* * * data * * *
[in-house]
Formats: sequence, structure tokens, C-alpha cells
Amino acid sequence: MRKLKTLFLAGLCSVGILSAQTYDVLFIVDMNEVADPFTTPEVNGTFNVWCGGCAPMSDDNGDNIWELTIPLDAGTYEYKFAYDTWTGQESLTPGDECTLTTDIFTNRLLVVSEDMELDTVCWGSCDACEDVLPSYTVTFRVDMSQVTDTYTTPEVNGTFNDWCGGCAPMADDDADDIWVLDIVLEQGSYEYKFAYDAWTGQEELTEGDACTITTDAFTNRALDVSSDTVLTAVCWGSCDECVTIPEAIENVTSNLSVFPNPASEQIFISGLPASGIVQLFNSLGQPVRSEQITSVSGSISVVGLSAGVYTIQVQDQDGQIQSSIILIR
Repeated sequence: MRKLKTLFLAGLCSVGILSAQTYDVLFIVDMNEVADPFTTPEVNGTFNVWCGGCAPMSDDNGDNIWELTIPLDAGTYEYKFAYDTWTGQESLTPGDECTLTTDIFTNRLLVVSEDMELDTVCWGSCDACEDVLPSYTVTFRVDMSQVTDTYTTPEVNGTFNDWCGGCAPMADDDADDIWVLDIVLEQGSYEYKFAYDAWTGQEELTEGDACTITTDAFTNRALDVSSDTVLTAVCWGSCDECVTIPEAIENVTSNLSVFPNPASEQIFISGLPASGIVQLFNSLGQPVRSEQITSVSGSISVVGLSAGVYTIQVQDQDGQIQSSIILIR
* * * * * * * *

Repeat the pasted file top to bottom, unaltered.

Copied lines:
[in-house]
Formats: sequence, structure tokens, C-alpha cells
Amino acid sequence: MRKLKTLFLAGLCSVGILSAQTYDVLFIVDMNEVADPFTTPEVNGTFNVWCGGCAPMSDDNGDNIWELTIPLDAGTYEYKFAYDTWTGQESLTPGDECTLTTDIFTNRLLVVSEDMELDTVCWGSCDACEDVLPSYTVTFRVDMSQVTDTYTTPEVNGTFNDWCGGCAPMADDDADDIWVLDIVLEQGSYEYKFAYDAWTGQEELTEGDACTITTDAFTNRALDVSSDTVLTAVCWGSCDECVTIPEAIENVTSNLSVFPNPASEQIFISGLPASGIVQLFNSLGQPVRSEQITSVSGSISVVGLSAGVYTIQVQDQDGQIQSSIILIR
Repeated sequence: MRKLKTLFLAGLCSVGILSAQTYDVLFIVDMNEVADPFTTPEVNGTFNVWCGGCAPMSDDNGDNIWELTIPLDAGTYEYKFAYDTWTGQESLTPGDECTLTTDIFTNRLLVVSEDMELDTVCWGSCDACEDVLPSYTVTFRVDMSQVTDTYTTPEVNGTFNDWCGGCAPMADDDADDIWVLDIVLEQGSYEYKFAYDAWTGQEELTEGDACTITTDAFTNRALDVSSDTVLTAVCWGSCDECVTIPEAIENVTSNLSVFPNPASEQIFISGLPASGIVQLFNSLGQPVRSEQITSVSGSISVVGLSAGVYTIQVQDQDGQIQSSIILIR